Living your passion
Aquarelle closes as owner finds her roots: How Chonita's came to be
Despite Austin's rapid culinary evolution, few local restaurants have achieved the precision and elegance of French cuisine as Aquarelle.
When it opened more than 11 years ago on West 6th Street, it was considered a fine dining darling tucked away in a then quiet neighborhood near downtown.
Today, the face of West 6th Street has certainly changed. And though Aquarelle has continued to wow patrons with extraordinary French-inspired menus, chef/owner Teresa Wilson has decided to end its tenure in Austin on September 3 and transform the location into something a bit more personal and representative of her Latin roots.
With the Food Network, food travel shows such as Anthony Bourdain’s No Reservations, competition shows like Top Chef and a whirlwind of celebrity chefs of both global and local stature alike, it’s easy for foodophiles to see the world of chef-dom as an inspiring and glamorous life. And in many ways it is.
But as Wilson points out, chefs are normal people too. They have interests other than food, mortgages, hobbies and families. And sometimes it pays to reevaluate how they can all work together.
This is Wilson’s story. One best revealed in her own words. And one that proves that a little reinvention not only gets you back to what’s important in your current life, but also in your heritage.
“Last year made me want to reinvent myself. My two youngest children needed more attention with school. Between my husband and myself, we were living a rat race. We had three days a week of three to four hours of homework. I would pick up the kids, we’d eat a quick dinner and then jump on homework. Evening service at Aquarelle required me to be at the restaurant by 6 pm so I would pass the baton to my husband once he returned home from work and I’d be out the door to work.
I loved my time with Aquarelle. But I knew we had to make some changes. We moved the kids to a new school to better support their needs, but I knew this would not be enough. I needed to change my work life.
I never thought about how hard the restaurant business was on family life. I raised two older girls who have grown into two beautiful women. I was a single mom for most of their lives. Yet, for me, it was never difficult. I loved working in the restaurant business and had worked at Basil's (a former Austin Italian favorite in the late 90’s) long enough to have Sundays off and any night I might need to be there for sports or school events. I didn't think they lacked for much. As I’ve heard stories from my daughters now that they are grown, I realize they would have benefited from me having more evenings with them when they were young.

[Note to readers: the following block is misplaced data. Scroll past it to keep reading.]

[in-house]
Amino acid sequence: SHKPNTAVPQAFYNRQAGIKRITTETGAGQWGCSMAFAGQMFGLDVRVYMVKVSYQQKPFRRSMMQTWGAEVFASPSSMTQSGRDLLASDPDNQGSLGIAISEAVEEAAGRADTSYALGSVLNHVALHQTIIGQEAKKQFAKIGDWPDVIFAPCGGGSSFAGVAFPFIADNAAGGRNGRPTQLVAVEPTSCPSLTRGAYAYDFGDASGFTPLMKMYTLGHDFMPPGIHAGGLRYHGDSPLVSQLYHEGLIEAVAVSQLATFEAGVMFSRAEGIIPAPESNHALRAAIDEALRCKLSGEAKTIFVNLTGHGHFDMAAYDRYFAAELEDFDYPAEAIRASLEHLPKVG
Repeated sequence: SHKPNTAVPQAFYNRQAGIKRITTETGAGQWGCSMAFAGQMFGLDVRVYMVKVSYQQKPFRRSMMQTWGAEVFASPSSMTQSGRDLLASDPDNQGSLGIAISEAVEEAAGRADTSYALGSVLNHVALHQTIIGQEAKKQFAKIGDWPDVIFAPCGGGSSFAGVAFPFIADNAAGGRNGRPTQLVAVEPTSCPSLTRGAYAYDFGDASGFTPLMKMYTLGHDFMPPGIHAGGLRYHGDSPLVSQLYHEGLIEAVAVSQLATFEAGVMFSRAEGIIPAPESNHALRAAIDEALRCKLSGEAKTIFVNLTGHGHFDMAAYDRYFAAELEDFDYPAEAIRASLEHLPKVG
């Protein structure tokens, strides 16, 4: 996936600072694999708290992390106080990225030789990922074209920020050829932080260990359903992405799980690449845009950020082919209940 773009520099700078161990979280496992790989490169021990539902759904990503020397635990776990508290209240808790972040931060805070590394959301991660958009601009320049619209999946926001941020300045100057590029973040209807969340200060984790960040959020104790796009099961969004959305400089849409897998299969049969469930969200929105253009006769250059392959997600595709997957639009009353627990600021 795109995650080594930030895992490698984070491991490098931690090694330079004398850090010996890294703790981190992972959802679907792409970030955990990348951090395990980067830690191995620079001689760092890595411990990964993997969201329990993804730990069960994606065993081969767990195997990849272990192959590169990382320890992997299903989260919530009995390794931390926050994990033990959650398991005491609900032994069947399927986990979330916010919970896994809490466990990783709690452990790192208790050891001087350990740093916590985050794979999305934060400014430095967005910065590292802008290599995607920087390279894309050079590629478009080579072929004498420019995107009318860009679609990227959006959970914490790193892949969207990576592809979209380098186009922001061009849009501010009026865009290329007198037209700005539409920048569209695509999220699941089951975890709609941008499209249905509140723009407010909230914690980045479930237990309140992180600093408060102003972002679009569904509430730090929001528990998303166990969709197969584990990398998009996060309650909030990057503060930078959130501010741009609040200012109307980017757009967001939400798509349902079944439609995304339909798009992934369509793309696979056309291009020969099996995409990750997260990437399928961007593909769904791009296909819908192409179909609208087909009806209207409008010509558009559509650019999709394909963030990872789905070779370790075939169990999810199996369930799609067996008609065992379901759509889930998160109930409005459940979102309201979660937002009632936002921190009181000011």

My husband has always been supportive of my work in the restaurant business, but it has taken a toll as well. He likes to joke that he is a widower on the weekends!
Maybe I am also at an age where I am questioning what is really important in life. Love of family has always been on the top of my list. Sundays have always been a time for me to spend not only with my husband and children, but with my siblings and parents as well.
Despite that, once you’ve been bit by the restaurant bug, it’s hard to let it go. I have a passion for it. It is in my blood and I still love going to work every day; even when my legs hurt from standing too long!
So, after much reflection I have come up with Chonita's. Chonita was my grandmother's nickname. She was my first experience of how cooking was an expression of love. When I was young, we would cook, eat, clean and then start preparing the next meal of the day. It was a constant process. While we cooked, we would talk and laugh. And when the meal was served, our family was together. I remember there was always story telling and laughter.
I think this is something America has lost. Where are their roots? Where do they come from? What are their traditions? At Chonita's, I would like to share some of my Latin culture and traditions. I am working on a way to include how food has importance through history, myth and, of course, nutrition. The food is a natural evolution of my background. I am doing dishes classically prepared with flavors from the Spanish-speaking world! I am still developing our menu and I want it to reflect a few things that we are familiar with in Austin, but also items that bring us all a better understanding of Latin American and Spanish culture.
We’re also lucky to have a location off of West 6th Street that has taken on a new identity. We really want to embrace the neighborhood we live in with Chonita’s. The area has changed so much since we opened 11 years ago and we want to offer something just as vibrant as the neighborhood.
What I really hope I to achieve is to offer the city a fun but unique experience at an affordable price. I want people to leave with something more than when they first walked in. And when the time is right, I look forward to being able to spend more evenings and weekends at home with my family!”
Wilson hopes to open Chonita's in October.